Published On: Wed, Apr 29th, 2020

Germany crisis: Merkel fears intensive care beds full by October | World | News


Leading epidemiologists in the country have warned the COVID-19 reproduction rate, which measures how many the average person carrying the disease infects, has crept up to a value of 1.0. The German Chancellor has warned hospitals will be overwhelmed by the end of June if that number continues to rise by just a small amount. She also said an increase in infections would make a second “shutdown” inevitable.

The return of coronavirus spread is likely to reopen bitter divides between regional leaders across Germany over how to manage infections.

Ministers will discuss the next steps in the new fight against coronavirus at a video conference tomorrow.

Over the past week, Germany’s 16 states have begun to reopen shops, schools, zoos and even churches.

However, there are still vast differences in opinion over how fast the restrictive measures should be lifted.

Mrs Merkel faces an internal rift within her centre-right Christian Democratic Union party with some senior figures calling for more restrictions to be lifted, claiming the economic damage poses a great risk than an increase in infections.

She said: “We have achieved so much, but we are not out of the woods yet, and we cannot gamble it all away.”

The veteran leader has placed the reproduction rate at the centre of her plan to fight the coronavirus pandemic.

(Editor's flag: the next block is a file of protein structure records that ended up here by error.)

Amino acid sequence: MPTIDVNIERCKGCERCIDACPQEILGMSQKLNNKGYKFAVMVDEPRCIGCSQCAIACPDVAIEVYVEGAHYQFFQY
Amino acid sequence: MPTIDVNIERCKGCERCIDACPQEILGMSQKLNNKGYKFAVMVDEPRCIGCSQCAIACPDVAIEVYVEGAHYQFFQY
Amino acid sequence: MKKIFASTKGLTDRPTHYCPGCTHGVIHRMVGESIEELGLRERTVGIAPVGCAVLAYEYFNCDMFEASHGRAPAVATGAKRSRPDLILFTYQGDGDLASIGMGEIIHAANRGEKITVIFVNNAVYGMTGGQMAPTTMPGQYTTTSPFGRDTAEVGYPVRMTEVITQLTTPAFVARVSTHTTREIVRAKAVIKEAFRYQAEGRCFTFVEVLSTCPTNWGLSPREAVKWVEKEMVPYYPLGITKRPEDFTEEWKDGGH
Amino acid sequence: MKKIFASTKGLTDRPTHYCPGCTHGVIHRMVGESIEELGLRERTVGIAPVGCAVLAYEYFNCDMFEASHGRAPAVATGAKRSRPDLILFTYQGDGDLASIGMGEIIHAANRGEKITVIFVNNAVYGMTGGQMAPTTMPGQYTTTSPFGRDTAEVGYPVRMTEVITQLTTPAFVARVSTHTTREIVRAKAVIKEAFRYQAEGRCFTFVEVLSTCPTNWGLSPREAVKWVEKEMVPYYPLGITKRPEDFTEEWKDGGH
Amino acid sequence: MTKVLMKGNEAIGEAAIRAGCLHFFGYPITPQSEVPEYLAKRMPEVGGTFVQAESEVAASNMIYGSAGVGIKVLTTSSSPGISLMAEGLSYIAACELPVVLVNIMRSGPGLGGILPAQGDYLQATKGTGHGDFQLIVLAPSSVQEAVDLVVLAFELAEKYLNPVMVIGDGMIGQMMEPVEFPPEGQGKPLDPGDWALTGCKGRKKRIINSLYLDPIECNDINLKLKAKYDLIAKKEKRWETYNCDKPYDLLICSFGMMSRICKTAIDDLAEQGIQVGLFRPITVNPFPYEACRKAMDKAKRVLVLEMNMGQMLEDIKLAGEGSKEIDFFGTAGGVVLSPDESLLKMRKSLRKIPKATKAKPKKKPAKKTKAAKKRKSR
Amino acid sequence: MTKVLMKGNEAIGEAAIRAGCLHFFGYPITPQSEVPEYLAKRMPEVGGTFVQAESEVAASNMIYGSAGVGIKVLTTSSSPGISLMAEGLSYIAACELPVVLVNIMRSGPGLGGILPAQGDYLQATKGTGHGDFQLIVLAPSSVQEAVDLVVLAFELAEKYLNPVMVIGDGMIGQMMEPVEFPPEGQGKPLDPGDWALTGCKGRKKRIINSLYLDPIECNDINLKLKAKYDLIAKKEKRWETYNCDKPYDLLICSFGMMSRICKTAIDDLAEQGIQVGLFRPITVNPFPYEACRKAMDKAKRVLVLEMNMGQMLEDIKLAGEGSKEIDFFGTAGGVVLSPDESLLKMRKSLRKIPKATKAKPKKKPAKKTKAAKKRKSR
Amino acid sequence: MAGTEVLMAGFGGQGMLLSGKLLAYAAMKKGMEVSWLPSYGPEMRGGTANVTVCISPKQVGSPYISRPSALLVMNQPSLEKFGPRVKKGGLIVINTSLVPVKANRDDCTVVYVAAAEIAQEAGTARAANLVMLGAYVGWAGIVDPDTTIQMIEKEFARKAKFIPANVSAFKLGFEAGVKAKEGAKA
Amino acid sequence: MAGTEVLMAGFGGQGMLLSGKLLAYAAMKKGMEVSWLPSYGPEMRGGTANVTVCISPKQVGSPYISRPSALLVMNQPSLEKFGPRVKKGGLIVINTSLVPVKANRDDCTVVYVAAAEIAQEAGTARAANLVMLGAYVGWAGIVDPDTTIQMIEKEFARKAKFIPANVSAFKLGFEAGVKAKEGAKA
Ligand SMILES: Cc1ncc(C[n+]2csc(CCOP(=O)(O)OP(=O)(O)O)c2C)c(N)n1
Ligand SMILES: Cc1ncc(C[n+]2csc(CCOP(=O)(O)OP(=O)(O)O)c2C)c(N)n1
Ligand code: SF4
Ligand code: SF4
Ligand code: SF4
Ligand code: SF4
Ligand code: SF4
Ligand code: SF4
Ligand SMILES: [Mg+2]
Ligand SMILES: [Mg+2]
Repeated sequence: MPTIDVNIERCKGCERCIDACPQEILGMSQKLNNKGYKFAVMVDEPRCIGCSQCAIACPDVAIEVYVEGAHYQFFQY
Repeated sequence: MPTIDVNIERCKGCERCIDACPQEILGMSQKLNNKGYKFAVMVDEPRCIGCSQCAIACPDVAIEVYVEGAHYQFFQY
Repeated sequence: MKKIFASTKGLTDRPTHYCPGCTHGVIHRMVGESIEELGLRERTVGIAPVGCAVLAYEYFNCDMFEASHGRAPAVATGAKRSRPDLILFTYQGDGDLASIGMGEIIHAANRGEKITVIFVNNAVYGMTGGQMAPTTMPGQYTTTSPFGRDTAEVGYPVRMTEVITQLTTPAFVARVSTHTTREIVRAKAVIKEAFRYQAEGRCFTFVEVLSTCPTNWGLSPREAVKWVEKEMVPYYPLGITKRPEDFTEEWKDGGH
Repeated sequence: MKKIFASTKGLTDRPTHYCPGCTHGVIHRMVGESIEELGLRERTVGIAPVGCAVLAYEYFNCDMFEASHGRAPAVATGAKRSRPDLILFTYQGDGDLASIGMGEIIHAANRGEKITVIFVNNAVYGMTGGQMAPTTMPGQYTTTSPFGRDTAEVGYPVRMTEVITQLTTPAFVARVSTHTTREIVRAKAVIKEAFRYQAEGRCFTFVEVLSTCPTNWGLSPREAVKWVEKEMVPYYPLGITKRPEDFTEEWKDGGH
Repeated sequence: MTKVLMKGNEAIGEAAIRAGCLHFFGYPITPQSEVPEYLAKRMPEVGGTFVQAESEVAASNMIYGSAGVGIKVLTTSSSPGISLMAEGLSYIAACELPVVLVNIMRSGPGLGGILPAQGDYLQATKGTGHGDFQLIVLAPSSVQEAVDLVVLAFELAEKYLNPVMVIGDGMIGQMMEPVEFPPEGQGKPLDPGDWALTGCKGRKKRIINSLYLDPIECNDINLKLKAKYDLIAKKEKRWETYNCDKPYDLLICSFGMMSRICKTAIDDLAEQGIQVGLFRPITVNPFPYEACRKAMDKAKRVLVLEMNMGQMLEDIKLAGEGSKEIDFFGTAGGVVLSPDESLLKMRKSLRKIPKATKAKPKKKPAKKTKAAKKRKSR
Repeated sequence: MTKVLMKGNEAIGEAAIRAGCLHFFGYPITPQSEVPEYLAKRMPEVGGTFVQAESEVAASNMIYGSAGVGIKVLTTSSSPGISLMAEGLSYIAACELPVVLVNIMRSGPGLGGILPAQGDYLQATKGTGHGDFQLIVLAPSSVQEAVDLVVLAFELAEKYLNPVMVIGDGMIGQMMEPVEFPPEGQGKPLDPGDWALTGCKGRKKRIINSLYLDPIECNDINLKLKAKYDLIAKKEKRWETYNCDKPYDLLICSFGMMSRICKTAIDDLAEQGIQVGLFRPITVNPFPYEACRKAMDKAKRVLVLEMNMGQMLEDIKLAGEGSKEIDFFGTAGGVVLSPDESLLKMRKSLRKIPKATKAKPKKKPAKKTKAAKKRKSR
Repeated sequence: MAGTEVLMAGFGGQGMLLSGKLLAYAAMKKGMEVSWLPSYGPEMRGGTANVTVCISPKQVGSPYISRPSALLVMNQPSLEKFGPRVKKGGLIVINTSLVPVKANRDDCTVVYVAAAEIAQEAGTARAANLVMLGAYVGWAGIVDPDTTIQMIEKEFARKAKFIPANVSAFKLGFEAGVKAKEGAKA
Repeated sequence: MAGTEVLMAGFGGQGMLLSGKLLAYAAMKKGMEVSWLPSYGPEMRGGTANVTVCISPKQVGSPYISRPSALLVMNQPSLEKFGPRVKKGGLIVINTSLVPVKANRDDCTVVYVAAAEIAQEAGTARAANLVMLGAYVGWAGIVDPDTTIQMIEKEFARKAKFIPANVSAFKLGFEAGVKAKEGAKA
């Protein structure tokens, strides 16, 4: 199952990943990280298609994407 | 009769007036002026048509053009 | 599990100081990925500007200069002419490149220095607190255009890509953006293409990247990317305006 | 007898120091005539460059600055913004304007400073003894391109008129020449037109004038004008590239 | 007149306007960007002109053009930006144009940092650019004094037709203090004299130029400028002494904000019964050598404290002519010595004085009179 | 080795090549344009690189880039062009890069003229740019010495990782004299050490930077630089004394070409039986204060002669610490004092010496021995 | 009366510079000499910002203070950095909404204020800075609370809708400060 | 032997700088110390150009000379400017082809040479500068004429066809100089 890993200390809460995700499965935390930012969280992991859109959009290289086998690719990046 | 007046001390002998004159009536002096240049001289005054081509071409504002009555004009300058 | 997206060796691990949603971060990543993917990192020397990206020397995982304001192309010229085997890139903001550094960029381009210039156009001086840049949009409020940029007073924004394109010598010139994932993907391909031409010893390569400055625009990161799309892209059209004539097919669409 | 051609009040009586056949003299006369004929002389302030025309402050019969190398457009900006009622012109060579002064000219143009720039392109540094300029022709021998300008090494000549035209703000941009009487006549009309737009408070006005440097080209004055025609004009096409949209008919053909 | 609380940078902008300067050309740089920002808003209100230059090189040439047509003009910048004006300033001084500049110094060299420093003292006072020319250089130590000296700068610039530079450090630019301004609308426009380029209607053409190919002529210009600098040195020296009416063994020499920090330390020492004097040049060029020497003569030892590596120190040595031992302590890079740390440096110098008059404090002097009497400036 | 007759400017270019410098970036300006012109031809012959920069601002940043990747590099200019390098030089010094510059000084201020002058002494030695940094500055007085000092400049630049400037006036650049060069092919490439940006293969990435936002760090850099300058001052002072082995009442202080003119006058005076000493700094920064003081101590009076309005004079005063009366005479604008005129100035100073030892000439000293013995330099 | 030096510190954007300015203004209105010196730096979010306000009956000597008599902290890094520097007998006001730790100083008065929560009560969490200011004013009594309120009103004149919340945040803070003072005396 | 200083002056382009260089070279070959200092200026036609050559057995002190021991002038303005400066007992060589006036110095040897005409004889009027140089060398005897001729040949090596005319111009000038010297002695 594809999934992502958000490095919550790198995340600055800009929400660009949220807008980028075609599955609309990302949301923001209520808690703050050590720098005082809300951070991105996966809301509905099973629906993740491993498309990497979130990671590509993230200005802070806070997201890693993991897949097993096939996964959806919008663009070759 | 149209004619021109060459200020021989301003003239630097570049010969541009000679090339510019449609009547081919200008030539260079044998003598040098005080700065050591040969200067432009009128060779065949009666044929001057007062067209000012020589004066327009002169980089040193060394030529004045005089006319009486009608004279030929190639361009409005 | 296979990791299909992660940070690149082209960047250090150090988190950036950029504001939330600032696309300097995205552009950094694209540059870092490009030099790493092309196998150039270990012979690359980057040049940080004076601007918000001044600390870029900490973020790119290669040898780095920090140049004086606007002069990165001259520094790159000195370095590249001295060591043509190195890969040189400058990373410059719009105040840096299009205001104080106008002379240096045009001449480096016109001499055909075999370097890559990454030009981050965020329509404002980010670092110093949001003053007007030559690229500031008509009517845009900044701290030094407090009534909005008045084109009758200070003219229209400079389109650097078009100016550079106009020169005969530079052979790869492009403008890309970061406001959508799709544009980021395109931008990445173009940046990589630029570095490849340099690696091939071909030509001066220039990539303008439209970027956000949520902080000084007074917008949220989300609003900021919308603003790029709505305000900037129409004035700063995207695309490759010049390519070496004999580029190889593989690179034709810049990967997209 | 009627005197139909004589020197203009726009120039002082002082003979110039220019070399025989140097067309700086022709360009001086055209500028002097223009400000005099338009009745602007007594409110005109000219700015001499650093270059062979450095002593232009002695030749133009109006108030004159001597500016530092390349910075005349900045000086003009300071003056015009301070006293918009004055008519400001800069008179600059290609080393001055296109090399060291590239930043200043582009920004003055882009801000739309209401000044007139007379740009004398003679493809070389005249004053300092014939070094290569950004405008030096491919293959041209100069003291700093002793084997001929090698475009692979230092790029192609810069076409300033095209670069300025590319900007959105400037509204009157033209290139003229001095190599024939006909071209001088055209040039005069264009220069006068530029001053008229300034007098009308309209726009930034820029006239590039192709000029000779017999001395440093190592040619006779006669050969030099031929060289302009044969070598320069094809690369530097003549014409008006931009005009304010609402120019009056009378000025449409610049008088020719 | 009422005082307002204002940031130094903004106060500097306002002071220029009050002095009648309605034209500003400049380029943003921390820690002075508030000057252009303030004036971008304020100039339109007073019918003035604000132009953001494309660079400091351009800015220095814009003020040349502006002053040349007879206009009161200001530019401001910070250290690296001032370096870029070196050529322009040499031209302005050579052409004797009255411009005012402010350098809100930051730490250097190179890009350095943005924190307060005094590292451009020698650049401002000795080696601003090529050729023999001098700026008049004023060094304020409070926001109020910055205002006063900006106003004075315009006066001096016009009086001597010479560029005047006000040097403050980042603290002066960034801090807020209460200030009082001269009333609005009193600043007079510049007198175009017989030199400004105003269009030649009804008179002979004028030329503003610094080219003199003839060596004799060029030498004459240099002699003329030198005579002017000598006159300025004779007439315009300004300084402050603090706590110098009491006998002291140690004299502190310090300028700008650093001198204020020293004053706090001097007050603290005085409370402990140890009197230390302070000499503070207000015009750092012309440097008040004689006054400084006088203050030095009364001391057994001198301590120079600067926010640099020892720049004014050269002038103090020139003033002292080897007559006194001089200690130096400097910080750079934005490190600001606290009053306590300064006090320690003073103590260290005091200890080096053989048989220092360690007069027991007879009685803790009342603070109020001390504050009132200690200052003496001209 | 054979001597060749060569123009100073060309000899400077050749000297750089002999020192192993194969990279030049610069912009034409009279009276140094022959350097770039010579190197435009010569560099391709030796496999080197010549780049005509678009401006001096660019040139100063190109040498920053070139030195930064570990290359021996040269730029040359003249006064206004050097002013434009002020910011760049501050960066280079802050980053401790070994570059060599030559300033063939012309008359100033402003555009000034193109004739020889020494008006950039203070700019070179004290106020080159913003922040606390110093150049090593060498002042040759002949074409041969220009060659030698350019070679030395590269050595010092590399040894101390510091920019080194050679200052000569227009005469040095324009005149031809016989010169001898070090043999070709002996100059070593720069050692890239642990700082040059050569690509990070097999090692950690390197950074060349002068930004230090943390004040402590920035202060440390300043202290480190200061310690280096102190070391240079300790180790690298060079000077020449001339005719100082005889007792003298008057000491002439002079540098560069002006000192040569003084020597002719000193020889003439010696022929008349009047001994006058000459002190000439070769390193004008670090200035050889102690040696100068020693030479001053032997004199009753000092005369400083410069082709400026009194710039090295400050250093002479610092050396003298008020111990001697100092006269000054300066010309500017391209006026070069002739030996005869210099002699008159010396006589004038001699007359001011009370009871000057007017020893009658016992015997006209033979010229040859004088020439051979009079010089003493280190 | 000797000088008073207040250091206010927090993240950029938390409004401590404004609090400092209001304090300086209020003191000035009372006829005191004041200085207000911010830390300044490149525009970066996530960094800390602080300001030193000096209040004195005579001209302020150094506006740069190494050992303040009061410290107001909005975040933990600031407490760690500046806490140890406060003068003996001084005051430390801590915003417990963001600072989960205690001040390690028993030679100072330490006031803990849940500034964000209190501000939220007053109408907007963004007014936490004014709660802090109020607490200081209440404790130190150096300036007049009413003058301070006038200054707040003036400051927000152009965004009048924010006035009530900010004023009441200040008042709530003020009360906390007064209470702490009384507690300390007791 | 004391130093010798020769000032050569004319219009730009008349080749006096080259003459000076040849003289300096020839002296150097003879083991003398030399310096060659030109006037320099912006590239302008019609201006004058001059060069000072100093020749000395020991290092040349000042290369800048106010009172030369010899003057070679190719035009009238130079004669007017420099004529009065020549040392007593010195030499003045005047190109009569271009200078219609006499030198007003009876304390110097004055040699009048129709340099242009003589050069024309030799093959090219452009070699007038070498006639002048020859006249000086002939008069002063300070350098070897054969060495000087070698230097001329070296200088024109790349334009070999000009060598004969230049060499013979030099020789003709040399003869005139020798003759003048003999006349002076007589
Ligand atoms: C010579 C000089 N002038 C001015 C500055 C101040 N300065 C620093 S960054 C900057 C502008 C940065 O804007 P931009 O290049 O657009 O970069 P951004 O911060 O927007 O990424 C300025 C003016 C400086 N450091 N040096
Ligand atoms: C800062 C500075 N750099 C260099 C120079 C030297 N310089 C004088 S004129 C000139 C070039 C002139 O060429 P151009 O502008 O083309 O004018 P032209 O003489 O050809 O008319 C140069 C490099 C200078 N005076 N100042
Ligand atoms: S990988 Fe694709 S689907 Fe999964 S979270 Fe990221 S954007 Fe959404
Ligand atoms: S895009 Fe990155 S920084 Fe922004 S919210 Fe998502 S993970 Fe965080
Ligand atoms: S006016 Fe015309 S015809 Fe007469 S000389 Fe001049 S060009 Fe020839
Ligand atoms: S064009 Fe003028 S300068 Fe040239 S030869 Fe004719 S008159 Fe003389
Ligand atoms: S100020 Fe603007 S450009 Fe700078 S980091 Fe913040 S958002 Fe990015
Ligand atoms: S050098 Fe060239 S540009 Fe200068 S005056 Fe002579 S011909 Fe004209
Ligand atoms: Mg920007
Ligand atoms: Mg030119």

If the so-called R0 figure remains below the value of one, it means cases will start to fall.

“If we get to a point where each patient is infecting 1.1 people, then by October we will be back at the limits of our health system in terms of intensive care beds,” Mrs Merkel added.

“If we get to 1.2… then we will hit the full capacity of our health system as early as July.

“And if it’s 1.3, we hit the full capacity of our health system in June. So you can see how little room for manoeuvre we have.”

Through social distancing, Germany managed to bring the R0 figure down to 0.7 from its peak of 1.3 in early April.

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“We don’t want to have to treat more people who are seriously ill with COVID-19 in our country. We don’t want our healthcare system to be overstrained.”

But some leading figures have been left more concern than others.

Markus Soder, the chief minister of Bavaria, who has overseen the tightest measures in Germany, said: “The new figures on the reproduction rate worry me and they show Bavarian caution is better than moving so quickly that you trip yourself up.

“We need a strategy like breathing: when things are better, you can go faster. When things get worse, you must proceed slowly.”



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